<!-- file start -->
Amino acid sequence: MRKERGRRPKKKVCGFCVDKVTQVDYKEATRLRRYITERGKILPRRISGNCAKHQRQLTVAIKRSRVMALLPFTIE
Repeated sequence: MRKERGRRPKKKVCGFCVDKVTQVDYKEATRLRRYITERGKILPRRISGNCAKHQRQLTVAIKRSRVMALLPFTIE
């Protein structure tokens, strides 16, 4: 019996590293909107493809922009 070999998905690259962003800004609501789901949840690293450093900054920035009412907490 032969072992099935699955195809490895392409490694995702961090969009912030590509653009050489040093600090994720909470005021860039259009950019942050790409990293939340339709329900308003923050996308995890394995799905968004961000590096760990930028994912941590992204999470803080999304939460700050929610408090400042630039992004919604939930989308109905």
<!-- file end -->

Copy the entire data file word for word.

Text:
Amino acid sequence: MRKERGRRPKKKVCGFCVDKVTQVDYKEATRLRRYITERGKILPRRISGNCAKHQRQLTVAIKRSRVMALLPFTIE
Repeated sequence: MRKERGRRPKKKVCGFCVDKVTQVDYKEATRLRRYITERGKILPRRISGNCAKHQRQLTVAIKRSRVMALLPFTIE
């Protein structure tokens, strides 16, 4: 019996590293909107493809922009 070999998905690259962003800004609501789901949840690293450093900054920035009412907490 032969072992099935699955195809490895392409490694995702961090969009912030590509653009050489040093600090994720909470005021860039259009950019942050790409990293939340339709329900308003923050996308995890394995799905968004961000590096760990930028994912941590992204999470803080999304939460700050929610408090400042630039992004919604939930989308109905």